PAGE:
interesting correlations

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May 4, 2003
southeast US
US spending on science, space, and technology correlates with Suicides by hanging, strangulation and suffocation Correlation: 0.992082 Divorce rate in Maine correlates with Per capita consumption of margarine (US) Correlation: 0.992558 Honey producing bee colonies (US) inversely correlates with Juvenile arrests for possession of marijuana (US) and more: so much for statistics and data mining.
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assuming linear relationship between Var_A over time and Var_B over time, then all you need to do is to find Var_A and Var_B to have the same slope and correlation would be 1.0 Or am I wrong?
There's and old saying: "There are lies, darn [didn't want to be censored] lies, and statistics." There's also "Correlation does not always equal causation." Intersting correlations? Sure. Meaningful? Nope.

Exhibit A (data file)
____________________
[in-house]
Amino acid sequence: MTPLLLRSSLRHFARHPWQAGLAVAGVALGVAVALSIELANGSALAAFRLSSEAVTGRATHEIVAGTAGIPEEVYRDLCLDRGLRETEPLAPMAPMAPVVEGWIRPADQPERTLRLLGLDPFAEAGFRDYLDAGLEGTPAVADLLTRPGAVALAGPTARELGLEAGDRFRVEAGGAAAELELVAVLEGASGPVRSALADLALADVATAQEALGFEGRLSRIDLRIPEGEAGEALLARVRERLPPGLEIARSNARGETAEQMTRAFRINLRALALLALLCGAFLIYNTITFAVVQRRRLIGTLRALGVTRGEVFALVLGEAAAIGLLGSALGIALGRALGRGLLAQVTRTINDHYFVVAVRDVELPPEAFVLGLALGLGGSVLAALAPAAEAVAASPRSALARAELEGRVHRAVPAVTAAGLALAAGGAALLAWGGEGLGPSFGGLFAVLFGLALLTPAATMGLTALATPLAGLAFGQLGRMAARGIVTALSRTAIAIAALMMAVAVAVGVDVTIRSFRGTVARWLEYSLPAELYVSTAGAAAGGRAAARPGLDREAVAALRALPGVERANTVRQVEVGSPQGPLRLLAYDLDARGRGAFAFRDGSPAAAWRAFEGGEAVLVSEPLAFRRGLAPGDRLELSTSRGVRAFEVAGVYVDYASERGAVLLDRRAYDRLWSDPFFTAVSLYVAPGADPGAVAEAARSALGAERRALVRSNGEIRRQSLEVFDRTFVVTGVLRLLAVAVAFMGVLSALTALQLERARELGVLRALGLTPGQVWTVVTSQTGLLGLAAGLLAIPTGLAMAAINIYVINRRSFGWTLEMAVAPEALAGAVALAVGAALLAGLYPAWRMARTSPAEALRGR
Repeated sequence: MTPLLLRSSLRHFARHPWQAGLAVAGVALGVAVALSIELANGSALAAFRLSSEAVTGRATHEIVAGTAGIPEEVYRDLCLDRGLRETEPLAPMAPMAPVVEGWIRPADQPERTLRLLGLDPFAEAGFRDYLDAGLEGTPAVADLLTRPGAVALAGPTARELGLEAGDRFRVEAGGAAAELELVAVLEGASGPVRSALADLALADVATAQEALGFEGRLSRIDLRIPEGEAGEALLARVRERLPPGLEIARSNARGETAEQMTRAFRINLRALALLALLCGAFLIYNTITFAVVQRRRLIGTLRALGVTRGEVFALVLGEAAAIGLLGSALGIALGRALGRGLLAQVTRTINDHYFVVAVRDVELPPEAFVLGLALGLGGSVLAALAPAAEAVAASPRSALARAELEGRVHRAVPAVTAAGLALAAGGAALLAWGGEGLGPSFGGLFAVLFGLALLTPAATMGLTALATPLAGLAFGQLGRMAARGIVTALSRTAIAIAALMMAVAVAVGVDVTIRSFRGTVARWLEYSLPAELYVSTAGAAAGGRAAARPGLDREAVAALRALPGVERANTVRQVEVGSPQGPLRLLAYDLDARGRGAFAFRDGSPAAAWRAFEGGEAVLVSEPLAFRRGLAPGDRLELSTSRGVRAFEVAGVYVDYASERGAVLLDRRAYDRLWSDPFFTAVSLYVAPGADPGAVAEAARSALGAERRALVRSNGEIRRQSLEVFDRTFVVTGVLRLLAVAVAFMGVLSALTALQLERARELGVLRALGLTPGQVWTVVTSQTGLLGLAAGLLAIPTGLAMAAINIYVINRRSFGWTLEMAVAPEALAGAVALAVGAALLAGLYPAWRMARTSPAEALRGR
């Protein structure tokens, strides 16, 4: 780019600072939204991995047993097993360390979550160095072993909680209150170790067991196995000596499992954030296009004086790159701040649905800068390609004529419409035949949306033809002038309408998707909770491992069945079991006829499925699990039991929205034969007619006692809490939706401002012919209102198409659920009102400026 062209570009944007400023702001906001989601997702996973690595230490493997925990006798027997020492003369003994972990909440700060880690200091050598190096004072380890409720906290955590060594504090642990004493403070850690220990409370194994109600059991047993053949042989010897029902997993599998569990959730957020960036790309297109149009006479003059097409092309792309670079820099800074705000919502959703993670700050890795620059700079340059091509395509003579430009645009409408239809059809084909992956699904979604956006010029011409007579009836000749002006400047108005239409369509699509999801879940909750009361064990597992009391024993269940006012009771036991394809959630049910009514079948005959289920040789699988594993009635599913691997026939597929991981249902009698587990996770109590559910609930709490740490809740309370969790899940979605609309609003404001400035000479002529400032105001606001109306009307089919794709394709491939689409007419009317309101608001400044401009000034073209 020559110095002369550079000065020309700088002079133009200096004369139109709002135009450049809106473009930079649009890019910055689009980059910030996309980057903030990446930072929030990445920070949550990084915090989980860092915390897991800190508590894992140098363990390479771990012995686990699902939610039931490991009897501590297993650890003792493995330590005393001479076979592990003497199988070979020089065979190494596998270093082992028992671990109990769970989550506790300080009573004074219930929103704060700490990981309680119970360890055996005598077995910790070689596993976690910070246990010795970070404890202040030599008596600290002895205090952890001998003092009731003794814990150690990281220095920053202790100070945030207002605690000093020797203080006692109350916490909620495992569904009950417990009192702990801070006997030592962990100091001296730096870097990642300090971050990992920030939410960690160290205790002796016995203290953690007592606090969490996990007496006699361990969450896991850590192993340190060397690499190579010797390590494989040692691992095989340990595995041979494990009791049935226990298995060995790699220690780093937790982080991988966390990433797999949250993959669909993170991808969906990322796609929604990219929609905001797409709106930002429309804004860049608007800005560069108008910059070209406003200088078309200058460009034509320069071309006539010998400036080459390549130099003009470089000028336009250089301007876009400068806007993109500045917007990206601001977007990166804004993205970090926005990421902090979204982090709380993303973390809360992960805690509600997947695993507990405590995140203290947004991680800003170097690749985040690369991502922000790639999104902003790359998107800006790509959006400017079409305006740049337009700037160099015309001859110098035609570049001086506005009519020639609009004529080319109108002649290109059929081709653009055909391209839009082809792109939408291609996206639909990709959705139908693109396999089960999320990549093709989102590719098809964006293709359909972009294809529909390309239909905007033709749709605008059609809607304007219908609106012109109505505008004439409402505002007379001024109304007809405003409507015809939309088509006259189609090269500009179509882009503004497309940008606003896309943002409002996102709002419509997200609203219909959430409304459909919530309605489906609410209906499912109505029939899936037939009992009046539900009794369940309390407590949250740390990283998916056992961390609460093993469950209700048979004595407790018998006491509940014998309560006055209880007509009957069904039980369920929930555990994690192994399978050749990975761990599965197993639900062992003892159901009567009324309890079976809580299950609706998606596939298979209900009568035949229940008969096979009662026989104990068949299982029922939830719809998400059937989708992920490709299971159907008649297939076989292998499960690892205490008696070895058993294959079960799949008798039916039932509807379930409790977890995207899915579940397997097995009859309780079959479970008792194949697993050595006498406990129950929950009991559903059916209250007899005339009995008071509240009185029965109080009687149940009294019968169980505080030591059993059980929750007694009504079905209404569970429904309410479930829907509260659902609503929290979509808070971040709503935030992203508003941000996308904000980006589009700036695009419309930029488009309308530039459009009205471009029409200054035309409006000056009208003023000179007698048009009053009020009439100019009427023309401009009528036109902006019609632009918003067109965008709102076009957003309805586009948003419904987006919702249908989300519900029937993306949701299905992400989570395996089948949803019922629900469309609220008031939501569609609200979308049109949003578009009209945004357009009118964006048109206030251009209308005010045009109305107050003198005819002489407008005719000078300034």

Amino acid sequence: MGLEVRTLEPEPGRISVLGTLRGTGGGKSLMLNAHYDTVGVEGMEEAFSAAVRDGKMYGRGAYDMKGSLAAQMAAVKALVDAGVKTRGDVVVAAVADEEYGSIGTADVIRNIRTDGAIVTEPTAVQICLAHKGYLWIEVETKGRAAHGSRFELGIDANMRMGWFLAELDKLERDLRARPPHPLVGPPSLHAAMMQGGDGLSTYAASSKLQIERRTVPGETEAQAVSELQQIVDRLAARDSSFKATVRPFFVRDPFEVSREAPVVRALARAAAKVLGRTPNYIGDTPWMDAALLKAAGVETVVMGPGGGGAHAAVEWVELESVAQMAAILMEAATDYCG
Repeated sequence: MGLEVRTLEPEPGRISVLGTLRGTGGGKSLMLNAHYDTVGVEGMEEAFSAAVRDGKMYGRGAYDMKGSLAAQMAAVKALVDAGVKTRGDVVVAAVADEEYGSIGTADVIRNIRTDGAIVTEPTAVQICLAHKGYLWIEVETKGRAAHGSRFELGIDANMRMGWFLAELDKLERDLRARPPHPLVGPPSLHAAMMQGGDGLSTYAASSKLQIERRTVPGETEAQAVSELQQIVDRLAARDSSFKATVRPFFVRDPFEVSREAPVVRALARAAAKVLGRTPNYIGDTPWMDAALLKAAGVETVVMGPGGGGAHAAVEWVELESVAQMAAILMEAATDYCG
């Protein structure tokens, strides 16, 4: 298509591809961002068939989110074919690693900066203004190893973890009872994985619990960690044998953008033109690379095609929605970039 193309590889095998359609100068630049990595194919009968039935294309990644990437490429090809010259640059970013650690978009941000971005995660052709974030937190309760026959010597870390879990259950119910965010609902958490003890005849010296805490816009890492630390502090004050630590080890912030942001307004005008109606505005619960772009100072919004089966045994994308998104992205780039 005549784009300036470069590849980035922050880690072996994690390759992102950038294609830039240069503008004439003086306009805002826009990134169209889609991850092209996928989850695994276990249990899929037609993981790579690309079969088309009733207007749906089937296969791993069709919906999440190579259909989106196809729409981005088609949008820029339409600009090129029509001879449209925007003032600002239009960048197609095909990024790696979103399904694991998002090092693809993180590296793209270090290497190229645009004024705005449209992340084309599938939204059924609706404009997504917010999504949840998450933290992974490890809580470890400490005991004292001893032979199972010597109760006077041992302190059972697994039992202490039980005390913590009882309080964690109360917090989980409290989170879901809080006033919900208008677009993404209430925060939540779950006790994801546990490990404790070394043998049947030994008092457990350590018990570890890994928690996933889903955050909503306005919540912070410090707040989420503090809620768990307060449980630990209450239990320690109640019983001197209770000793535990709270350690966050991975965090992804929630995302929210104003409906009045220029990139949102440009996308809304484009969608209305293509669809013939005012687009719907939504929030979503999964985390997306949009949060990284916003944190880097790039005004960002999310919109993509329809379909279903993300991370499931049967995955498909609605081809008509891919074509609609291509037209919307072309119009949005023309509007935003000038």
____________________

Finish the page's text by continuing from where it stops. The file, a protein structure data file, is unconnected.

There is sometimes a correlation between stats and funding. Recently a research group was tasked with a "cause of death in the US" study requiring rigorous documentation. On the first unpublished draft it was discovered that the number one cause of death in the US was "medical intervention", that is medical treatment gone wrong for whatever reason. Their funding disappeared that day. Some studies receive funding only if they come up with the "correct answers" which they may have in hand before the project begins. Once the money is in hand the true expertise in research sometimes comes down to how the words play so the funding stays put. This can make it difficult to segregate the good studies from the others.
You can make correlations between oddball measurements fairly easy if you look long enough. The chart above measures honey producing bee colonies, not the total amount of honey produced, a big difference.
I'm more intrigued by "Number of people who died by becoming tangled in their bedsheets" which was measured twice. I can't picture how that happens. I'm a thrasher in bed and I still can't see how it happens.
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